For their first 6 months of life, babies only need breast milk or formula to provide them with nutrients. Somewhere between 4 and 6 months old, however, babies start to signal that they’re ready to try solid foods. This is because around 6 months old, the stores of iron that babies are born with start to get low, and they start to need to fill in the gap with nutrients from food. The kinds of foods that parents choose to feed babies depend on a few factors, and one of the more important ones is the baby’s nutritional needs.
The importance of iron
Very few babies are iron deficient during their first 6 months, because babies are born with enough iron stored in their bodies to last them for about that long. Those who might experience iron deficiencies before 6 months include premature babies, babies whose mothers had iron-deficient anemia during pregnancy, or babies who were born at a low birth weight. However, no matter what iron level babies are born with, this reserve decreases over time and soon babies start to need to get iron from their diet. Breastfed babies especially tend to need iron supplementation earlier than babies who are formula-fed, because formula is often enriched with iron.
Introducing iron-rich solids
Iron is an important nutrient to introduce to babies at 6 months old. The age when babies are ready to start to try solid foods varies, but usually happens around this time. Once a baby shows clear signs of readiness to eat solids, these foods can be used to complement – not replace – breast milk or formula until 12 months old or beyond. Choosing iron-rich foods to introduce to your baby is a great way to help her get the iron she needs when she is older than 6 months.
The American Academy of Pediatrics recommends the following amounts for iron intake:
Breastfed babies between the ages of 6 months and 12 months should receive 1 mg per kg of body weight per day of a liquid iron supplement every day until they start eating solid foods
Formula-fed infants of this age don’t need iron supplementation, but at around 6 months when they start eating solids, they should be fed foods that are rich in iron
Children between the ages of 6 and 12 months should get 11 mg of iron each day
Children between the ages of 1 and 3 years old should get 7 mg of iron each day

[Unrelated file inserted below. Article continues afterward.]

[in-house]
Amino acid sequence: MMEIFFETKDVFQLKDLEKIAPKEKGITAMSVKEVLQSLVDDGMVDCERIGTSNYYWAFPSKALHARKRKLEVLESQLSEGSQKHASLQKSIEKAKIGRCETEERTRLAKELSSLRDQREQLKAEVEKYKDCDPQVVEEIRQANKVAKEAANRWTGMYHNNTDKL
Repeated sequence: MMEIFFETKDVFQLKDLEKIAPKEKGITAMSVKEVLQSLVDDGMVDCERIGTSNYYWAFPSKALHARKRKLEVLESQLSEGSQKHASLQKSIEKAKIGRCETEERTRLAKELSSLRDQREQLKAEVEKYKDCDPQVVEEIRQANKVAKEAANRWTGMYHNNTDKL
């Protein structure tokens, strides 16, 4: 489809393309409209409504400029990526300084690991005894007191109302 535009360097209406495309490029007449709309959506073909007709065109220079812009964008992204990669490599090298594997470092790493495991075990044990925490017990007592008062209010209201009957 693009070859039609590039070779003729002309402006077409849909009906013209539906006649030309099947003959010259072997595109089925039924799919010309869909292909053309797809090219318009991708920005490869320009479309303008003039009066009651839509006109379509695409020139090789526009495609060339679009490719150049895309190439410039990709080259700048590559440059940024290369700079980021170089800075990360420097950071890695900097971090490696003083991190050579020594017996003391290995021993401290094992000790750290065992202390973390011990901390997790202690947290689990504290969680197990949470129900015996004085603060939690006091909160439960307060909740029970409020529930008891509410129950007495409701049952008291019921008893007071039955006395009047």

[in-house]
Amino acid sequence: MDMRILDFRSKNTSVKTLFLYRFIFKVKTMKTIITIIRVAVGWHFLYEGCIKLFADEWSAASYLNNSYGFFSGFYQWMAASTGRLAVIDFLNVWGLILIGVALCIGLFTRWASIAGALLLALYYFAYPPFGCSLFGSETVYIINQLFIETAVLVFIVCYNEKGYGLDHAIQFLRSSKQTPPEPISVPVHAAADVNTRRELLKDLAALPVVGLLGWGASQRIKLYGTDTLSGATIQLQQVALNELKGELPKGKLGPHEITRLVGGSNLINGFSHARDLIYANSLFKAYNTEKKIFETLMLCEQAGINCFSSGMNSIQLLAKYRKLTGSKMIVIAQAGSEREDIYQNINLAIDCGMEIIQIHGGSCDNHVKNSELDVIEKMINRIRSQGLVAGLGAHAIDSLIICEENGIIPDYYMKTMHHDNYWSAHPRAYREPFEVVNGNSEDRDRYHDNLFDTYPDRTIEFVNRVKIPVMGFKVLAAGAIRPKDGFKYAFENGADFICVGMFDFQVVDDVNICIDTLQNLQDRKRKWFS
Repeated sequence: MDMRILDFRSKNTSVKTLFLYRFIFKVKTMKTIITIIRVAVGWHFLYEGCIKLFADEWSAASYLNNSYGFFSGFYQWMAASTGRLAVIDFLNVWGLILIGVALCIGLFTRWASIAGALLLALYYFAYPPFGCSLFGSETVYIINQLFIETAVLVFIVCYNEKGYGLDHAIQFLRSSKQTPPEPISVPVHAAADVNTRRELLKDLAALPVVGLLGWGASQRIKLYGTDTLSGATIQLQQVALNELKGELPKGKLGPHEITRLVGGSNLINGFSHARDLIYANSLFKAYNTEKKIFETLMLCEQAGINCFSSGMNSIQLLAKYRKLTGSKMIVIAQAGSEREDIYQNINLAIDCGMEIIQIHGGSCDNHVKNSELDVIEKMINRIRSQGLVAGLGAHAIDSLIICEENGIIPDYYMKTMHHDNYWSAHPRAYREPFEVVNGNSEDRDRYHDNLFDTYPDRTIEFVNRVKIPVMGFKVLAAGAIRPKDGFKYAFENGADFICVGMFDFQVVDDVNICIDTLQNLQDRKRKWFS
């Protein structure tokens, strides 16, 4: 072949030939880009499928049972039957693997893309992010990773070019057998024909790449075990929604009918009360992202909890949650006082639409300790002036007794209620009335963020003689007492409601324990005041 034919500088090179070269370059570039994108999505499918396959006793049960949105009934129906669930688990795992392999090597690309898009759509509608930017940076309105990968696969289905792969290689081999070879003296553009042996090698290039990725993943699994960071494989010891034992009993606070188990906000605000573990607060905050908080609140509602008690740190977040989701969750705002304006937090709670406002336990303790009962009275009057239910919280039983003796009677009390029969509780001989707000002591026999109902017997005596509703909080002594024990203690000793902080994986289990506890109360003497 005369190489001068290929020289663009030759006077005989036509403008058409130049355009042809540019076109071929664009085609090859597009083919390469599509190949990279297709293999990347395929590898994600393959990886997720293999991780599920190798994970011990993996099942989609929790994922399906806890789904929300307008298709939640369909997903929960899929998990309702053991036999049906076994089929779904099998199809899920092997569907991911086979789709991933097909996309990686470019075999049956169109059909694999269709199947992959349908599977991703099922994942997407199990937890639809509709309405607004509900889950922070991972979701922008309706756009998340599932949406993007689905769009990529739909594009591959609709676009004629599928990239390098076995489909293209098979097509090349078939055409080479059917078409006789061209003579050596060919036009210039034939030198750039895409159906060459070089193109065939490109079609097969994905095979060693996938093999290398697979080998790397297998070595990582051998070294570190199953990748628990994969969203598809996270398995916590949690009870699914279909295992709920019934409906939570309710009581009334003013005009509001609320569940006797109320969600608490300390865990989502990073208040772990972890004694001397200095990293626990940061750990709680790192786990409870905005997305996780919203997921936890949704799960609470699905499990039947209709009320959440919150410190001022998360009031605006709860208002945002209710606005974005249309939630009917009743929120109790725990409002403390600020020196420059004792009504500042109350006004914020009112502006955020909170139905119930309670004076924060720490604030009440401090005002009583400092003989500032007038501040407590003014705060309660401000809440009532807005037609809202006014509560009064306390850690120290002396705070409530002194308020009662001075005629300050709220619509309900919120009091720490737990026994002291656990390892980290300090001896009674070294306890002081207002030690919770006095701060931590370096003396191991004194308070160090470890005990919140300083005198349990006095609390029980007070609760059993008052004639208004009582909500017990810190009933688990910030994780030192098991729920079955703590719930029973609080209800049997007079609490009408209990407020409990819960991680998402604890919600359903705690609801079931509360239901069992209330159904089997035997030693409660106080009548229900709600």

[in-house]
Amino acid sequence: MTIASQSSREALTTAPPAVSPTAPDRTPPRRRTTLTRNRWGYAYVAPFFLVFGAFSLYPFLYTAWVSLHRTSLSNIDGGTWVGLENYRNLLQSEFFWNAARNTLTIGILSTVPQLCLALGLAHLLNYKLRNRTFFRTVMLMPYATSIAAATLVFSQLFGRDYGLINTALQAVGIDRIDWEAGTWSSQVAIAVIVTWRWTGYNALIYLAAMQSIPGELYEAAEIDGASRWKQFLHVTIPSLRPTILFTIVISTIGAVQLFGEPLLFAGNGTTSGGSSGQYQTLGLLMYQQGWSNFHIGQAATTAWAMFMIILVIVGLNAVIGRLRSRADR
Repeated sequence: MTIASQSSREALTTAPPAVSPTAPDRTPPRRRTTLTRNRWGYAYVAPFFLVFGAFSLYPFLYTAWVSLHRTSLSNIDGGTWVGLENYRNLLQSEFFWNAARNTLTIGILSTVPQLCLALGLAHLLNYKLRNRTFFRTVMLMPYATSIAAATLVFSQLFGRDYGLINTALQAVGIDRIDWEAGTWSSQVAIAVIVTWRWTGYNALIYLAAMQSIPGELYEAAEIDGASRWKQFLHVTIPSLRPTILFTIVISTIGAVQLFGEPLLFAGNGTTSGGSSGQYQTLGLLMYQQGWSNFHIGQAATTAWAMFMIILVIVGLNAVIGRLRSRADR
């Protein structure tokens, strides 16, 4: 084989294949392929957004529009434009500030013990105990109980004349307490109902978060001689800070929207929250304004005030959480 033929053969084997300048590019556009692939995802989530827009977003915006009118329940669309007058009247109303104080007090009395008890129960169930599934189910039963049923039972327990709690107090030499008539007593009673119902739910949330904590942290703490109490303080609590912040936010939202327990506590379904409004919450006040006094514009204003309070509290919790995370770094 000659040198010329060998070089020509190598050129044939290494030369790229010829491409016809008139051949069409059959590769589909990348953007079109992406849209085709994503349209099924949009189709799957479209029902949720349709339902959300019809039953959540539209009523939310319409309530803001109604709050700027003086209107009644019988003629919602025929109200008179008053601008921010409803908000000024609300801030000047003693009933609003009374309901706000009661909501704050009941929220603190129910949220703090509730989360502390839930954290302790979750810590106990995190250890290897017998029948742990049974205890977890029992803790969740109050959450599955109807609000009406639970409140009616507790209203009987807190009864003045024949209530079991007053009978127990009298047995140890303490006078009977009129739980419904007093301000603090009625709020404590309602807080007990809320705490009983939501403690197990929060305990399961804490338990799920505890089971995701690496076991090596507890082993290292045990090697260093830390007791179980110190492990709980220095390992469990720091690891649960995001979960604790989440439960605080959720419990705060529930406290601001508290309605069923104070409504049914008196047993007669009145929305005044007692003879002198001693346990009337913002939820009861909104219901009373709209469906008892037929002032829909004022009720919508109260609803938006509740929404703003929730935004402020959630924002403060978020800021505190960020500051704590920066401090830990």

Children between the ages of 4 and 8 should get 10 mg of iron each day
Examples of iron-rich foods
It’s best if some of the very first solid foods a baby eats contain iron. Here are some good first iron-rich foods to introduce to a child who still gets the majority of her calories from breast milk or formula.
- Legumes: Some particularly iron-rich legumes include cooked pinto beans, lima beans, kidney beans, and lentils
- Meat: Examples of meats that contain high amounts of iron are beef, chicken, turkey, duck, and shrimp
- Vegetables: Vegetables that are particularly iron-rich include spinach, green beans, swiss chard, green peas, and sweet potatoes
- Iron-fortified baby cereals: Look for plain baby cereals like oatmeal or rice cereal, and cereals without any added sugar, salt, fruits, milk, or yogurt solids. Baby cereals with dairy products are more likely to cause an allergic reaction than ones without them, and cereals with added salt or sugar, including sugars from fruits, are less healthy. Since iron-fortified cereal doesn’t provide much nutritional value besides iron, many providers recommend replacing cereal with other iron-rich early foods.
How vitamin C helps iron
Vitamin C helps the body better absorb iron, so your baby will benefit from trying solid foods that also have vitamin C. Some fruits and vegetables that are high in vitamin C include berries, broccoli, cabbage, apples, bananas, and peaches.
Talking to your baby’s provider about iron
Eating solids is a big step in baby development, and it’s not always an easy process. Most parents face some challenges as they try to teach their babies how to eat adult food, but you’ll get the hang of it eventually. Every child has unique nutritional needs, so before you begin supplementing breastmilk or formula with iron, make sure to get confirmation from your baby’s provider. He or she can tell you exactly how much iron your baby needs to get from her changing diet.
Deborah Johnson. “First AAP recommendations on iron supplementation include directive on universal screening.” AAPublications. American Academy of Pediatrics, Oct 5 2010. Web.
Robert D. Baker, Frank R. Greer, and the Committee on Nutrition. “Clinical Report—Diagnosis and Prevention of Iron Deficiency and Iron-Deficiency Anemia in Infants and Young Children (0 –3 Years of Age).” Pediatrics. 126(5). Web. Nov 2010.
“Working Together: Breastfeeding and Solid Foods.” HealthyChildren. American Academy of Pediatrics, Nov 21 2015. Web.
Kathleen G. Auerbach, Anne Montgomery. “Supplementing the Breastfeeding Baby.” LLLI. La Leche League International, Oct 14 2007. Web.